dfs has been the most active state government functional regulator focused on cybersecurity regulation, and the issuance of the solarwinds report is one of many examples of how dfs continues its efforts.

    After adopting the cybersecurity regulation in 2017,10 and publishing several alerts informing its regulated companies of cyberthreats and providing reminders of the obligations under the cybersecurity regulation, in July 2020, dfs initiated its first enforcement action under cybersecurity regulation against the second largest title insurance provider in the united states11 in february of this year, dfs released the first united states cyber insurance risk framework and alerted dfs-regulated entities about the growing cyber campaign to steal npi. 12

    With regard to managing supply chain risks, DFS-regulated businesses should expect future changes in cybersecurity regulation and related guidance that emphasize the importance of:

    • effective third-party risk management and identification of critical vendors that have access to sensitive information and npi;
    • improved information sharing between regulated entities regarding cyber security breaches;
    • adequate patch management systems, with validation, implementation and prioritization processes, as well as mandatory patches and patch management system testing on a routine basis; and
    • mandatory tests of incident response plans that include cybersecurity fundamentals and “tabletop” exercises.

    additional considerations for banks regulated by dfs

    dfs may refer to federal regulations and guidelines to develop additional requirements related to incident response plans. DFS-regulated banks and other insured depository institutions are also subject to regulation and supervision by the federal banking agencies, and in December 2020 the federal banking agencies proposed a computer security incident reporting rule that would require organizations banking entities notify their primary regulators of the occurrence of certain computer security incidents as soon as possible and no later than 36 hours after the banking entity believes in good faith that the incident occurred. 13 Under the proposed rule, banking service providers would also be required to notify the banking organizations for which they provide services of computer security incidents that the service provider believes in good faith could interrupt, degrade, or impair the services provided during four hours or more. Oversight agencies’ increased focus on real-time information sharing of cybersecurity incidents that can be disruptive and damaging to supervised institutions and industry will likely require certain institutions to improve their controls and processes for monitoring, testing, and reporting over time. In addition, while it appears that the proposed rule would have a collaborative purpose and is not intended to be used as a means of identifying and vetting supervised institutions that are perceived to have insufficient cybersecurity risk management controls, institutions should be prepared to administer any oversight or examination scrutiny that may arise from fulfilling their current and future obligations to share information with their regulators and other institutions regarding known or suspected cybersecurity incidents (if, for example, a cybersecurity incident exposes a insufficient vulnerability or control resulting in increased oversight or examination, scrutiny and/or enforcement action).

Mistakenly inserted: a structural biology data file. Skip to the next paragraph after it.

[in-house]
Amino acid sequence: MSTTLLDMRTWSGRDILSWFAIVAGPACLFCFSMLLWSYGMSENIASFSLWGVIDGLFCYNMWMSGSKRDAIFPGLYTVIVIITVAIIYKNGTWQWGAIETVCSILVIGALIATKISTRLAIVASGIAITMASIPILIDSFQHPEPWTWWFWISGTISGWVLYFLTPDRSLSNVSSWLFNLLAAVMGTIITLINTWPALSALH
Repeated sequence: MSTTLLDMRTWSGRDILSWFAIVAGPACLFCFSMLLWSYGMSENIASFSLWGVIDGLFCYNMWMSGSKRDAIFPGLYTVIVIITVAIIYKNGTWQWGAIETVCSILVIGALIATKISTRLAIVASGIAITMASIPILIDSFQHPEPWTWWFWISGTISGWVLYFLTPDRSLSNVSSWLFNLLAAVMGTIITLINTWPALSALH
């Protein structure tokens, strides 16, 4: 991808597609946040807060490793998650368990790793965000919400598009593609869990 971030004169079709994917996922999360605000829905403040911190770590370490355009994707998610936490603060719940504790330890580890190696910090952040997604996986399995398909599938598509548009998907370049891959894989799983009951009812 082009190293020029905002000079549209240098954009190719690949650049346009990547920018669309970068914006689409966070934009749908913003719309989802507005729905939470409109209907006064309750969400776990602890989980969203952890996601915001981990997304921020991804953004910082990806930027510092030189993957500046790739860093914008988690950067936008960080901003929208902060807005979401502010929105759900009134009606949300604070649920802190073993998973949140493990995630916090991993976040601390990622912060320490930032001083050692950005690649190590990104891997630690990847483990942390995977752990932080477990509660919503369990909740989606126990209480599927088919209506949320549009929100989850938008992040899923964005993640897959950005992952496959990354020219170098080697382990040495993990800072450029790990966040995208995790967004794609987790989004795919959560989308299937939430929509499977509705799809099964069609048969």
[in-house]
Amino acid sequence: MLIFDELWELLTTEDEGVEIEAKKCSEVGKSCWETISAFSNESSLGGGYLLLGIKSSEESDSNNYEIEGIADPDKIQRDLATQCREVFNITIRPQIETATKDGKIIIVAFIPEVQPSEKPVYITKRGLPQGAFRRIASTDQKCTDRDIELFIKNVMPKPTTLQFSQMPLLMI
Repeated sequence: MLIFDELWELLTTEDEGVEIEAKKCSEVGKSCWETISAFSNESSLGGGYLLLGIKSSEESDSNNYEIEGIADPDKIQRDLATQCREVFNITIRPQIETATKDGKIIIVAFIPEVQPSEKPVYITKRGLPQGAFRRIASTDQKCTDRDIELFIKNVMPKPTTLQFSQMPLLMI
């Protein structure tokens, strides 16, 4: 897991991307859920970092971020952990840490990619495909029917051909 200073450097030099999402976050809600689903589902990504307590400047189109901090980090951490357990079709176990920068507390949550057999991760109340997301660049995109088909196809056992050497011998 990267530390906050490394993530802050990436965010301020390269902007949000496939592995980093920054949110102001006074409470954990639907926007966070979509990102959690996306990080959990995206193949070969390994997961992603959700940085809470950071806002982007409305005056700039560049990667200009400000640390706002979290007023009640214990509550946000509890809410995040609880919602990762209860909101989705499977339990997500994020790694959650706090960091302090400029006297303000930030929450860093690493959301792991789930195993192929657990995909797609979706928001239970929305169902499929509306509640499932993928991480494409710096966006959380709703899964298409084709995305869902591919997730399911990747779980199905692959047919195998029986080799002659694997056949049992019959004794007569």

Overall, the solarwinds attack provided dfs with a real-time opportunity to assess the cybersecurity readiness of its regulated entities and identify areas for improvement for its regulated entities in managing third-party service provider risk, as well as areas of improvement for the regulation of cybersecurity. Solarwinds’ report provides insight into DFS’s expectations of DFS-regulated entities, as well as plans for the future of cybersecurity regulation and related guidance.